Dial Z For Zombies

[today’s post is sponsored by Lisa S. Kaplan RN, the best nurse practitioner with whom I’ve ever had the pleasure to work. As she is also skilled in those aspects of the time-space continuum not of this plane, what follows seems an appropriate article to which to affix her name… ]

“The Zombies Are After Brains. Don’t Worry, You’re Safe”
~seen recently on a coffee mug at the office

bon apetite!

bon apetite!

Ask any teen, or horror movie aficionado, and they’ll tell you that zombies of modern western pop culture – not those of Caribbean or African folklore – eat brains. Why that is odd is because the cinematic masterpiece that jumpstarted the whole modern zombie craze, George Romero’s Night Of The Living Dead (1968), makes no mention of brain-eating. As a matter of fact, none of Romero’s six ‘Of The Dead’ films do.

So from where did this near-diagnostic facet of zombie behavior arise?

When asked, even Romero didn’t know. In a 2010 interview with Vanity Fair, he noted, “whenever I sign autographs, they always ask me [to write], ‘Eat Brains!’ I don’t understand…. I’ve never had a zombie eat a brain. But it’s become this landmark thing.”

He went on to say that while his zombies do feast on flesh in general, he is amused that people even care about the specifics of it all (i.e., if they actually have favorite body parts or cuts of human meat). He closed by asking rhetorically if the next question will be, “do zombies shit?”

Turning back the clock, mention of brain-eating didn’t first appear, and then only fleetingly, until Return Of The Living Dead (1985). You’re forgiven if you thought that Romero had a hand in that film, but he didn’t. You see, like an amicable marital divorce, when Romero and his erstwhile collaborator John Russo parted ways in the 1970s on good terms, they agreed that all subsequent releases with ‘Living Dead’ in the title would be Russo’s, while those ‘Of The Dead’ belonged to Romero.

[sidebar: the two split over their differences re: zombies. Romero’s can be killed, whereas Russo felt that his should be essentially immortal]

So that 1985 release was Russo’s. Fans asked him about it vis a vis brain-eating.

He professed ignorance too about the etiology of the whole cerebrum schtick.

But his chief writer and director, Dan O’Bannon, once made a flip comment – one that would have unforeseen cultural consequences – that zombies probably eat brains to “ease their pain.” This was seconded by Bill Stout, the production designer of the 1985 film, who, when ambushed by interviewers, said that such an explanation “made sense” to him. Those with way too much time on their hands took these clues and offered that zombies are merely trying to boost their serotonin levels to produce the desired analgesia, and brains are a great source of that particular neurotransmitter.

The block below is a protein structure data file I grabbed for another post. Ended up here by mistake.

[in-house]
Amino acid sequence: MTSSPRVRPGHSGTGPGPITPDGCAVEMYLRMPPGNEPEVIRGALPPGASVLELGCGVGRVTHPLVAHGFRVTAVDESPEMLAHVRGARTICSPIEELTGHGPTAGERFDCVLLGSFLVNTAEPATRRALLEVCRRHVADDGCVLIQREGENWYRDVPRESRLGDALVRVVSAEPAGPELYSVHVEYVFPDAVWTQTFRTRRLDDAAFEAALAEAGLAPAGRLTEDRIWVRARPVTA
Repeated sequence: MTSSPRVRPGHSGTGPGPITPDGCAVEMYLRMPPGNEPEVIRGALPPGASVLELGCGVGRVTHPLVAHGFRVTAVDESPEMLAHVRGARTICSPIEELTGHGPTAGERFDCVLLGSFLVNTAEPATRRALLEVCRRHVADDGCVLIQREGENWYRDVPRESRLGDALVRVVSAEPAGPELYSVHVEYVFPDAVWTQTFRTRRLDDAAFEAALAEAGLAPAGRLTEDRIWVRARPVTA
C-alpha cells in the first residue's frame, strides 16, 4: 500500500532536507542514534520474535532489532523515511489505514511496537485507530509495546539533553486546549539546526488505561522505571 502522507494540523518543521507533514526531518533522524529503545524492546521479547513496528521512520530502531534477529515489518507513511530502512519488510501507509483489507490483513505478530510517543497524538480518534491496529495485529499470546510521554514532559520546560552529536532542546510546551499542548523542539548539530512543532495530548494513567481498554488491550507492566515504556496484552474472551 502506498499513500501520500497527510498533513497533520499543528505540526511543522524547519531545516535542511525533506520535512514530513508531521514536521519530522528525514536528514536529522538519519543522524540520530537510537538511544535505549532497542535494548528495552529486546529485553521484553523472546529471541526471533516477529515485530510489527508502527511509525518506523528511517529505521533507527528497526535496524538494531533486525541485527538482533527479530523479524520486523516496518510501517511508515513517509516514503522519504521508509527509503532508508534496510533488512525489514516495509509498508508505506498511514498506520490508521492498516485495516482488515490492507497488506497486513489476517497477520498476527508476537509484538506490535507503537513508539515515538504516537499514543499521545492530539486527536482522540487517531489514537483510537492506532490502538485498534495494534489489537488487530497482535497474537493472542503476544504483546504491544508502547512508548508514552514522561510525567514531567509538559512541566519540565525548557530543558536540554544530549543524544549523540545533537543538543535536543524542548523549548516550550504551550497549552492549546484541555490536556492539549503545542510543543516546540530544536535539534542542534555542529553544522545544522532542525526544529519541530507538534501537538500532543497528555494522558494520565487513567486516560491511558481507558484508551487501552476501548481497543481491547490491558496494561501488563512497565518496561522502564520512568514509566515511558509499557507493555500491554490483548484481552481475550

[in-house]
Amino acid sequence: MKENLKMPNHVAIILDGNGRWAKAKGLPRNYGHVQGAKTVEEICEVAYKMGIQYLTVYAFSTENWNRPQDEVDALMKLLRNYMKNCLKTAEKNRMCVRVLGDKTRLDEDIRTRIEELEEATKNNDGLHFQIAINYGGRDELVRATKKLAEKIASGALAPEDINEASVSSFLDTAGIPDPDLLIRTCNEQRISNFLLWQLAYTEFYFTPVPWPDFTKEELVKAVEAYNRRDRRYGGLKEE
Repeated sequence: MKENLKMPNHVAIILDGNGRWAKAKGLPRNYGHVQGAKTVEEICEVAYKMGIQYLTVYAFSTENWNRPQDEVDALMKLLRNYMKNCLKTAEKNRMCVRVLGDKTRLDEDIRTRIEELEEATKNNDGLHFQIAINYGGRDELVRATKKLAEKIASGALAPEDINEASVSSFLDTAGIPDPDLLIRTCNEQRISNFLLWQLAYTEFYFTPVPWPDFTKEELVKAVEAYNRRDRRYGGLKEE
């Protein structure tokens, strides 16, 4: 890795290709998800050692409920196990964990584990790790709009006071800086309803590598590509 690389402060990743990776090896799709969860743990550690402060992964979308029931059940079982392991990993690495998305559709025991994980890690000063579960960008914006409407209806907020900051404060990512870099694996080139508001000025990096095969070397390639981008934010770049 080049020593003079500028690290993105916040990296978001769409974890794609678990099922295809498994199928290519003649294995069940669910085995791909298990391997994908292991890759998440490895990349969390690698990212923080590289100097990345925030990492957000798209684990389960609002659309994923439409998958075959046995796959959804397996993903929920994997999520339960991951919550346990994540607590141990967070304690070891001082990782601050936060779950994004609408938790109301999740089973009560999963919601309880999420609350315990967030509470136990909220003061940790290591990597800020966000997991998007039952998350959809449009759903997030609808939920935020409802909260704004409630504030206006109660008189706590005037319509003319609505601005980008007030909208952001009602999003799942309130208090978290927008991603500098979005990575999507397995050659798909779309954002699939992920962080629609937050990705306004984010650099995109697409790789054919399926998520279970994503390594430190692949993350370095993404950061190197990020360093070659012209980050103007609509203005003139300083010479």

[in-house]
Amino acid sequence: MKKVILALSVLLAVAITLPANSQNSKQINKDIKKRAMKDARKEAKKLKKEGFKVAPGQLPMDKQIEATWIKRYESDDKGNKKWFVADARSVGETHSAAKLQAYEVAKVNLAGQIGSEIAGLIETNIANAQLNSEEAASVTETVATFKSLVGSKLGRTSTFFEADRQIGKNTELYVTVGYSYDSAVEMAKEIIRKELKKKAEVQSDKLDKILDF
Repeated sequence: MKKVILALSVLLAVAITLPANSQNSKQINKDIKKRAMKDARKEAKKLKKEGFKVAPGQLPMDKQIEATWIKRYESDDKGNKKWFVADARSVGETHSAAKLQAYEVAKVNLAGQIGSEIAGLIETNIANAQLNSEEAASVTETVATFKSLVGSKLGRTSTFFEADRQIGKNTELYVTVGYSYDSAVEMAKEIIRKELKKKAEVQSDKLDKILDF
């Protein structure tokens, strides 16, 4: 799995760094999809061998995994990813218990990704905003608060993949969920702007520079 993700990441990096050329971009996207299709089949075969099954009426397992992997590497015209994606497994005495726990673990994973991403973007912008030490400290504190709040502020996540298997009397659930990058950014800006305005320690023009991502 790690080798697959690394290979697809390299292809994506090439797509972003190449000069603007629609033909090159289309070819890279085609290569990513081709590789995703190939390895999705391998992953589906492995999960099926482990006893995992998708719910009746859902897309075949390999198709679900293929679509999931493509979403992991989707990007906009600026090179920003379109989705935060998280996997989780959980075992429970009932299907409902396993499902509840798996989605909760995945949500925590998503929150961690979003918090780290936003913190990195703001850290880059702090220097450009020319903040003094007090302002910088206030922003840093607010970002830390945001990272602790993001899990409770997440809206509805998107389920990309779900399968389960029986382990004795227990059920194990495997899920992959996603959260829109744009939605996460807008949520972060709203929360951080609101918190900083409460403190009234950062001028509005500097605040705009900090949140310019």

Romero has expressed surprise/ amusement at the attention to such zombie detail, especially as he has noted repeatedly that the focus of his movies was always on us, and how we react to the zombies, not on the zombies themselves. He has frequently criticized those who “take it all too seriously.”

And although the definitive answer may never be known, it has been suggested by film and TV critics that neither O’Bannon nor Stout are directly responsible for the focused brain-eating craze. Paradoxically, Matt Groening of The Simpsons may have earned the honor of popularizing what is now universally held. And Groening ain’t talking.

You see, in his 1992 Halloween classic, Dial Z For Zombies (itself a parody of Return of the Living Dead), Groening had his cartoon zombies eat brains, perhaps as a nod to Russo, et al., or perhaps for entirely silly and comedic effect. But as Matthew Belinki of OverThinkingIt.com has since opined, “millions of kids saw [Dial Z For Zombies] before they were old enough to see a real zombie film. I suspect that for a whole generation, [the cartoon] was the first zombie story [they] ever saw. And that, my friends, is why we think that zombies eat brains, even though most of us have never seen a movie where this is actually the case.”

[Have an idea for a post topic? Want to be considered for a guest-author slot? Or better, perhaps you’d like to become a day-sponsor of this blog, and reach thousands of subscribers and Facebook fans? If so, please contact the Alienist at vadocdoc@outlook.com]

[Copyright 2013 @ The Alienist’s Compendium]